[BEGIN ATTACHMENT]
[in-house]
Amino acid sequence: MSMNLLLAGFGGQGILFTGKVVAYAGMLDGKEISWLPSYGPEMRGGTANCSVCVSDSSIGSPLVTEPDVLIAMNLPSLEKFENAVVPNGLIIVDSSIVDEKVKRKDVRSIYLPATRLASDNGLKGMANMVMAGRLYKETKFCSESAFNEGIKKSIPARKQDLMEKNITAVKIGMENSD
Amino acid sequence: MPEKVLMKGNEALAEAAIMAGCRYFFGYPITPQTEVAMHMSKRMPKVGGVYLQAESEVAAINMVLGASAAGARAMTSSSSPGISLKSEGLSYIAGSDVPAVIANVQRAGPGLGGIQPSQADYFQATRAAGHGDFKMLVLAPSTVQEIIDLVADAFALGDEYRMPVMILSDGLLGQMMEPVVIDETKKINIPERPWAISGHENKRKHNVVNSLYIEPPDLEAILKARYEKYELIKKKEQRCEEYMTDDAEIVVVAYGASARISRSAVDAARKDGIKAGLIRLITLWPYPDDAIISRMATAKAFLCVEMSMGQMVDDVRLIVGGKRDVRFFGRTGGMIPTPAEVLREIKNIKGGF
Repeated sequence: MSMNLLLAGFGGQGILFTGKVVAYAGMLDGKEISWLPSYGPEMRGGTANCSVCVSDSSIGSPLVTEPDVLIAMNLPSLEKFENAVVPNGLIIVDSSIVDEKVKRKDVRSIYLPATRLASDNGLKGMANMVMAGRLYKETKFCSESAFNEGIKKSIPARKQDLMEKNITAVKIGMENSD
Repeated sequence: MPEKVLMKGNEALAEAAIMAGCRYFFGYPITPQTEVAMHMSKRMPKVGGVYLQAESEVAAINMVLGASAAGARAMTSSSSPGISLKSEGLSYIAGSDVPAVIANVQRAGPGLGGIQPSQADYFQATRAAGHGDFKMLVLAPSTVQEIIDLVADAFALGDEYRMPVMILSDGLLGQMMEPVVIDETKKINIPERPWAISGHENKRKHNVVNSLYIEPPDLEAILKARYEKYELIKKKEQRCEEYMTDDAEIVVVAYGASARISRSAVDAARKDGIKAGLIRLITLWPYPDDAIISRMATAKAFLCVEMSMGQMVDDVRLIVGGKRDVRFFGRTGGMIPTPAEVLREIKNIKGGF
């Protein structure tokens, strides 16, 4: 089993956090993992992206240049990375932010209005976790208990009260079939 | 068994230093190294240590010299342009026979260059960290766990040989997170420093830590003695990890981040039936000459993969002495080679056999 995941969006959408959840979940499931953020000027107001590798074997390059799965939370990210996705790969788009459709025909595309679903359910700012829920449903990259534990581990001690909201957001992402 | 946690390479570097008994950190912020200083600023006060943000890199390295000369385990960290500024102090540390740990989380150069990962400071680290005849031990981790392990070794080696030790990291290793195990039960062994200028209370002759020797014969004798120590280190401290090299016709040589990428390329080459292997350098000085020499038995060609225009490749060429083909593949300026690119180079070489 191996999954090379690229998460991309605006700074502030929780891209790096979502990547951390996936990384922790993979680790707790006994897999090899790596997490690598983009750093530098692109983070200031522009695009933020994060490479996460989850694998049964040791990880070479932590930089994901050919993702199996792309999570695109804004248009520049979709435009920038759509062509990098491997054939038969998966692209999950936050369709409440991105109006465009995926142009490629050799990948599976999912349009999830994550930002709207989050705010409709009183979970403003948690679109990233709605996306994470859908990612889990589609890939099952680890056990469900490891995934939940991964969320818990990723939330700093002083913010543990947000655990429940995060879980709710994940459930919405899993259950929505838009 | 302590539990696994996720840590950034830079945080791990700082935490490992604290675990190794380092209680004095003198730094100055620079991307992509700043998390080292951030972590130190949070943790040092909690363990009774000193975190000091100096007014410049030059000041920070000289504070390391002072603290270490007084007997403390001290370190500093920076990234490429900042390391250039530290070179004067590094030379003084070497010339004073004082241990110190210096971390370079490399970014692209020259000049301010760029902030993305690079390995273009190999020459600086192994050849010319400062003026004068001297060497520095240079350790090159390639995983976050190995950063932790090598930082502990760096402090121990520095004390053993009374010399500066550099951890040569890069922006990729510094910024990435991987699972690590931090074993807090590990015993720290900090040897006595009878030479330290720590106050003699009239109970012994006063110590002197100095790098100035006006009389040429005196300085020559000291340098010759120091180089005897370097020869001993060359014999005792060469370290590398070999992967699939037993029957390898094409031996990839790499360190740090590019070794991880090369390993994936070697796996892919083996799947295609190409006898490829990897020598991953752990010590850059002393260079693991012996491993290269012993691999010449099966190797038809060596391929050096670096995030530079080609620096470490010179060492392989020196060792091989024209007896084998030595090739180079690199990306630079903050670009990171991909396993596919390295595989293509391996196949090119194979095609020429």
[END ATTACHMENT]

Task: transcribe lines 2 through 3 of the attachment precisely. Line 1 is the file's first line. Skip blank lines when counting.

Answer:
Amino acid sequence: MSMNLLLAGFGGQGILFTGKVVAYAGMLDGKEISWLPSYGPEMRGGTANCSVCVSDSSIGSPLVTEPDVLIAMNLPSLEKFENAVVPNGLIIVDSSIVDEKVKRKDVRSIYLPATRLASDNGLKGMANMVMAGRLYKETKFCSESAFNEGIKKSIPARKQDLMEKNITAVKIGMENSD
Amino acid sequence: MPEKVLMKGNEALAEAAIMAGCRYFFGYPITPQTEVAMHMSKRMPKVGGVYLQAESEVAAINMVLGASAAGARAMTSSSSPGISLKSEGLSYIAGSDVPAVIANVQRAGPGLGGIQPSQADYFQATRAAGHGDFKMLVLAPSTVQEIIDLVADAFALGDEYRMPVMILSDGLLGQMMEPVVIDETKKINIPERPWAISGHENKRKHNVVNSLYIEPPDLEAILKARYEKYELIKKKEQRCEEYMTDDAEIVVVAYGASARISRSAVDAARKDGIKAGLIRLITLWPYPDDAIISRMATAKAFLCVEMSMGQMVDDVRLIVGGKRDVRFFGRTGGMIPTPAEVLREIKNIKGGF